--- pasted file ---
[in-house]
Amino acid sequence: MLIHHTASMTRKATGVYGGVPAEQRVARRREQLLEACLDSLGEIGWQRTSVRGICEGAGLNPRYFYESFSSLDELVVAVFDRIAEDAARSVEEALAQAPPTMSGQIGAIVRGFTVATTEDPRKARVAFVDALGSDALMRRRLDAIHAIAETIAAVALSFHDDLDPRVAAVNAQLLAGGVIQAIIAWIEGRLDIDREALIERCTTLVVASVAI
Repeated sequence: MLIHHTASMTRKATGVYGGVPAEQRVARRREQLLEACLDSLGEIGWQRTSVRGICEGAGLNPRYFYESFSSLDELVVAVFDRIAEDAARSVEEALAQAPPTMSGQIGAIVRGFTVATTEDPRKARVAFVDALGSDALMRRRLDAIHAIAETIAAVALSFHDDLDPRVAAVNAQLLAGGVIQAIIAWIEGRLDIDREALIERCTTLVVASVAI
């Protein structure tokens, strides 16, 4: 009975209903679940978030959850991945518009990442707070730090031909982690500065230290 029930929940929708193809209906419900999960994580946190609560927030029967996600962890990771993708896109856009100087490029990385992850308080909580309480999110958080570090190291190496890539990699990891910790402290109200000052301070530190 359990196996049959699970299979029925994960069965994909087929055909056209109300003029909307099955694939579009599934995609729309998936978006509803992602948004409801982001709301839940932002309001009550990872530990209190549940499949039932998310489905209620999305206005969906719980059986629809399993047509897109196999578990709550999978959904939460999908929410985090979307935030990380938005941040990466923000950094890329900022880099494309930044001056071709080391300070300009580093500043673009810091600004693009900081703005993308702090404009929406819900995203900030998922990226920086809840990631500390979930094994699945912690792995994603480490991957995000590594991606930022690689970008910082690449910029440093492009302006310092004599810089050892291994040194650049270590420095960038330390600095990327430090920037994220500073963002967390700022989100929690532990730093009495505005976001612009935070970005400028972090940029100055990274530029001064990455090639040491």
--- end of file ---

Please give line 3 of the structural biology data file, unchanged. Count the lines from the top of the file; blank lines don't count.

Repeated sequence: MLIHHTASMTRKATGVYGGVPAEQRVARRREQLLEACLDSLGEIGWQRTSVRGICEGAGLNPRYFYESFSSLDELVVAVFDRIAEDAARSVEEALAQAPPTMSGQIGAIVRGFTVATTEDPRKARVAFVDALGSDALMRRRLDAIHAIAETIAAVALSFHDDLDPRVAAVNAQLLAGGVIQAIIAWIEGRLDIDREALIERCTTLVVASVAI